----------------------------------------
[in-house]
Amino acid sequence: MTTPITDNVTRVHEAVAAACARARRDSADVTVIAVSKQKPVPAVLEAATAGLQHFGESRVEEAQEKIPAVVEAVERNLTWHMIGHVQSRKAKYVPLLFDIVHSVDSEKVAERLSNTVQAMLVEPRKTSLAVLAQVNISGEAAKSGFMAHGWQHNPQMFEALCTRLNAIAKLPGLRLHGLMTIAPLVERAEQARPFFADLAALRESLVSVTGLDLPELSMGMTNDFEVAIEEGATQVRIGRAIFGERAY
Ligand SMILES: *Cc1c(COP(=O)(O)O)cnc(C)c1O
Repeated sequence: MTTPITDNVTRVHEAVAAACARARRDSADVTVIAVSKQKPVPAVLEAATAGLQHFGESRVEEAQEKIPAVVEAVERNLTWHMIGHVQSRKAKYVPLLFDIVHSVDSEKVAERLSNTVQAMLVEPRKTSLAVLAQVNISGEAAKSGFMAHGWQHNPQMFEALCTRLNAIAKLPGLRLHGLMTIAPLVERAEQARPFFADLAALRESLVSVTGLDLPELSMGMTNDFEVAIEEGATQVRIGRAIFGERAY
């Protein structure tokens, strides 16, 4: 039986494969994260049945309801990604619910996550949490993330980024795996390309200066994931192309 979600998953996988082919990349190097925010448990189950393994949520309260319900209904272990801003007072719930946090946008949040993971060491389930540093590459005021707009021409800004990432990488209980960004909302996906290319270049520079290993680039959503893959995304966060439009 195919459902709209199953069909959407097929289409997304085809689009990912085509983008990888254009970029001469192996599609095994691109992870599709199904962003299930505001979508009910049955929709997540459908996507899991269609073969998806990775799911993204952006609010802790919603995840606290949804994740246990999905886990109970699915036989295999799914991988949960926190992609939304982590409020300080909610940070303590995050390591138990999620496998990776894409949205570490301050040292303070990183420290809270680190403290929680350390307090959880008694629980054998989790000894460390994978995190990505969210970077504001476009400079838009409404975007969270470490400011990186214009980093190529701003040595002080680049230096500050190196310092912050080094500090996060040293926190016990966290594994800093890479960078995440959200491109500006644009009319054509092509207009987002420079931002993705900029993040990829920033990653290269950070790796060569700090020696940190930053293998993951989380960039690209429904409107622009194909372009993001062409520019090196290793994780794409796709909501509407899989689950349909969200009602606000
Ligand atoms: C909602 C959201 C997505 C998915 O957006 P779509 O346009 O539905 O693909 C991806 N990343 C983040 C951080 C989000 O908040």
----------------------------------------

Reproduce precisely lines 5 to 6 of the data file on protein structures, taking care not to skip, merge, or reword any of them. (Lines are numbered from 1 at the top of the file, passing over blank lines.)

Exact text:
């Protein structure tokens, strides 16, 4: 039986494969994260049945309801990604619910996550949490993330980024795996390309200066994931192309 979600998953996988082919990349190097925010448990189950393994949520309260319900209904272990801003007072719930946090946008949040993971060491389930540093590459005021707009021409800004990432990488209980960004909302996906290319270049520079290993680039959503893959995304966060439009 195919459902709209199953069909959407097929289409997304085809689009990912085509983008990888254009970029001469192996599609095994691109992870599709199904962003299930505001979508009910049955929709997540459908996507899991269609073969998806990775799911993204952006609010802790919603995840606290949804994740246990999905886990109970699915036989295999799914991988949960926190992609939304982590409020300080909610940070303590995050390591138990999620496998990776894409949205570490301050040292303070990183420290809270680190403290929680350390307090959880008694629980054998989790000894460390994978995190990505969210970077504001476009400079838009409404975007969270470490400011990186214009980093190529701003040595002080680049230096500050190196310092912050080094500090996060040293926190016990966290594994800093890479960078995440959200491109500006644009009319054509092509207009987002420079931002993705900029993040990829920033990653290269950070790796060569700090020696940190930053293998993951989380960039690209429904409107622009194909372009993001062409520019090196290793994780794409796709909501509407899989689950349909969200009602606000
Ligand atoms: C909602 C959201 C997505 C998915 O957006 P779509 O346009 O539905 O693909 C991806 N990343 C983040 C951080 C989000 O908040």